McCallum’s Book Among Most Outstanding Academic Titles of 2019
A book co-edited by Department of English Professor Ellen McCallum is among the select few chosen as a “2019 Outstanding Academic Title” by Choice magazine, a monthly publication that offers hundreds of book reviews to help librarians curate and deliver better sources.
Each year, Choice magazine puts together a list of Outstanding Academic Titles of books published that year. The 2019 list includes 31 books, out of approximately 6,000 eligible reviewed titles, and McCallum’s After Queer Studies: Literature, Theory and Sexuality in the 21st Century is one of them.
McCallum’s book, co-edited with Tyler Bradway, Assistant Professor of English at State University of New York College, Cortland, maps the literary influences that facilitate queer theory’s academic emergence, charts the trajectories that continue evolution as a critical practice, explores the interdisciplinary origins of queer studies, and argues for the prominent role that literary studies has played in establishing the concepts, methods, and questions of contemporary queer theory.
Our book’s importance is in how it shapes the way we understand literary studies’ impact on queer theory.
This collection initiates new discussion on the significant changes that queer studies has introduced in the concepts, methods, and modes of literary interpretation and cultural practices. It is part of a new series of edited collections that Cambridge University Press launched focusing on key intellectual figures or trends and their influence in contemporary debates in the humanities.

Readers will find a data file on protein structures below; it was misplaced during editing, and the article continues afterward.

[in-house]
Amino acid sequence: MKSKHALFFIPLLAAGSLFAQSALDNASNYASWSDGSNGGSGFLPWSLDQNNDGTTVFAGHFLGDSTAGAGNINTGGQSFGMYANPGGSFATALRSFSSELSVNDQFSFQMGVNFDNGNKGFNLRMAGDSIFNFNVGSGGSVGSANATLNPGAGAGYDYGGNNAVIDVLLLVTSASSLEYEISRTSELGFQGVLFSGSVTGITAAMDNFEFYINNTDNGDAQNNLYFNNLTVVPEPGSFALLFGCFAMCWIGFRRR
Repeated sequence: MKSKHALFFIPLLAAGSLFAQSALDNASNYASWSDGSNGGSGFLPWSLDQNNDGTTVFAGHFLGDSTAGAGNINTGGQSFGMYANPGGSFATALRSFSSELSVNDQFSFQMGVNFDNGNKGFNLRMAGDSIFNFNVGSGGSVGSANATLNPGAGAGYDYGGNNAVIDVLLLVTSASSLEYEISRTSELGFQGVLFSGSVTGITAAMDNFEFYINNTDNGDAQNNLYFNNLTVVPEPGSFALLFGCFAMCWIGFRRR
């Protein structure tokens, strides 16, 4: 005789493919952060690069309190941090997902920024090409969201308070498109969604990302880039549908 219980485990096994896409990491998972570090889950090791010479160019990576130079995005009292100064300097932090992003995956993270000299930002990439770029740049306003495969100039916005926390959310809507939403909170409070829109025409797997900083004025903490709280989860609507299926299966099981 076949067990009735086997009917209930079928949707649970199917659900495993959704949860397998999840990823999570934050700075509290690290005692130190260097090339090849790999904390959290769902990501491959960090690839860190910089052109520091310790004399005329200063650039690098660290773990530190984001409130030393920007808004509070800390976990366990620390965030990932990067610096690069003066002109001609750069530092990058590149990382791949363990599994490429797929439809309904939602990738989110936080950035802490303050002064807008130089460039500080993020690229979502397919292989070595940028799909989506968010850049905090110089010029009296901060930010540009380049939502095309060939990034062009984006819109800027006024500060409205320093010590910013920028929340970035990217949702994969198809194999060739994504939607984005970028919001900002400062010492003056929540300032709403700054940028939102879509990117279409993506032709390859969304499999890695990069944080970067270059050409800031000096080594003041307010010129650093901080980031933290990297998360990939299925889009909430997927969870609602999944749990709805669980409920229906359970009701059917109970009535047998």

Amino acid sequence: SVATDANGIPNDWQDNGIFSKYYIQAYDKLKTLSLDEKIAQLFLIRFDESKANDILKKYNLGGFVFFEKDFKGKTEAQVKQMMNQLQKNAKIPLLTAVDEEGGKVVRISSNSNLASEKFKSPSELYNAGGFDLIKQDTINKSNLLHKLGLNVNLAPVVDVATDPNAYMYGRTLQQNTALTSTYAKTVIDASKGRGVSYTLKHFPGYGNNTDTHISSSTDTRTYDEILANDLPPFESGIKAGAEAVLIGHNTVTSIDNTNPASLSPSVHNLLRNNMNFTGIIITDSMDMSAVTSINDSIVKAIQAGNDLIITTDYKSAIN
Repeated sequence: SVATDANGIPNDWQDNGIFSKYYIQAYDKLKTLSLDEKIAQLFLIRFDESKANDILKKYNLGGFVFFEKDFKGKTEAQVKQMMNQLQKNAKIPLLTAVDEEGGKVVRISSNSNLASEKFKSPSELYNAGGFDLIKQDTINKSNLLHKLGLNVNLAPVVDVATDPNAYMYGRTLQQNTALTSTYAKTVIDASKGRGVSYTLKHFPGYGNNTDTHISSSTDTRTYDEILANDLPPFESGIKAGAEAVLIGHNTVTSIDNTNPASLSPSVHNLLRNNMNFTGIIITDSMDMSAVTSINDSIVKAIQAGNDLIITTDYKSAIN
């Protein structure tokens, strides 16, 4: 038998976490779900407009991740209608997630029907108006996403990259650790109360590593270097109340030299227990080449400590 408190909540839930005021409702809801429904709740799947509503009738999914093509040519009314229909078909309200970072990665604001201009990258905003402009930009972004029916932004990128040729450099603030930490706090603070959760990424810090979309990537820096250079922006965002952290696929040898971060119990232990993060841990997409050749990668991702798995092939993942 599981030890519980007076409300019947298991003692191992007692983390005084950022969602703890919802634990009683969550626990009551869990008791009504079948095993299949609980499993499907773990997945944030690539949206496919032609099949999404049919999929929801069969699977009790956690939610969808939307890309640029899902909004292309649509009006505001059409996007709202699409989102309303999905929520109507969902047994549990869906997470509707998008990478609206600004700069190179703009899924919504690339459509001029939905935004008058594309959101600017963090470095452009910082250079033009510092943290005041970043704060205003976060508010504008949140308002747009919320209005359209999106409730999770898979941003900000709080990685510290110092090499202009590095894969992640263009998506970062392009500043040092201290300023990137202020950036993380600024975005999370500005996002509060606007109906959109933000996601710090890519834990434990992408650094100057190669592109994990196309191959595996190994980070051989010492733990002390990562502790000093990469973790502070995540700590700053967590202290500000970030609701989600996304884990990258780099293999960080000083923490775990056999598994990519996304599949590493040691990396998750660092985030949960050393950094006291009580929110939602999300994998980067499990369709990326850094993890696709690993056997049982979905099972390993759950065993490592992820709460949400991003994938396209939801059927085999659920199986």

“Our book’s importance is in how it shapes the way we understand literary studies’ impact on queer theory,” McCallum said. “It was a great opportunity to reflect on and contribute to this larger conversation about the growing importance of queer studies over these past three decades and what it has made possible both for literary studies specifically and for humanities and interdisciplinary research more broadly.”
There are chapters on canonical writers whose work has been instrumental to the rise of queer studies, for example: James Baldwin, Audre Lorde, Oscar Wilde, and William Shakespeare.
“We were fortunate to have contributions from an array of fantastic scholars, many of whom are leaders in the field of queer studies, and all of whom are experts in their area,” McCallum said. “It was a privilege to be able to work with them, and my co-editor Tyler Bradway and I are thrilled with the high caliber of the published collection.”
McCallum looked at where this book emerged from, which was her having co-edited The Cambridge History of Gay and Lesbian Literature, a landmark volume in one of Cambridge’s signature series dating back to 1902.
“That collection, which ranges from Sappho and ancient Greek traditions through contemporary Chinese literature, taking a global and multi-genre perspective, provided me with the basis to focus more in-depth on how queer studies has shaped this field,” McCallum said.
Her teaching also significantly supported the work and research that went into the book.
McCallum’s research and teaching focus on feminist and queer theory, psychoanalysis, deconstruction, aesthetics, American Literature, and film studies. She teaches core courses ranging from the fundamentals of literary and critical theory to film and media theory. In addition, she offers courses in feminist and queer film, women’s experimental writing in the tradition of Dickinson and Stein, and LGBTQ studies.
McCallum received her Ph.D. from the University of Wisconsin-Milwaukee’s Modern Studies Program, an interdisciplinary Ph.D. program housed in the Department of English.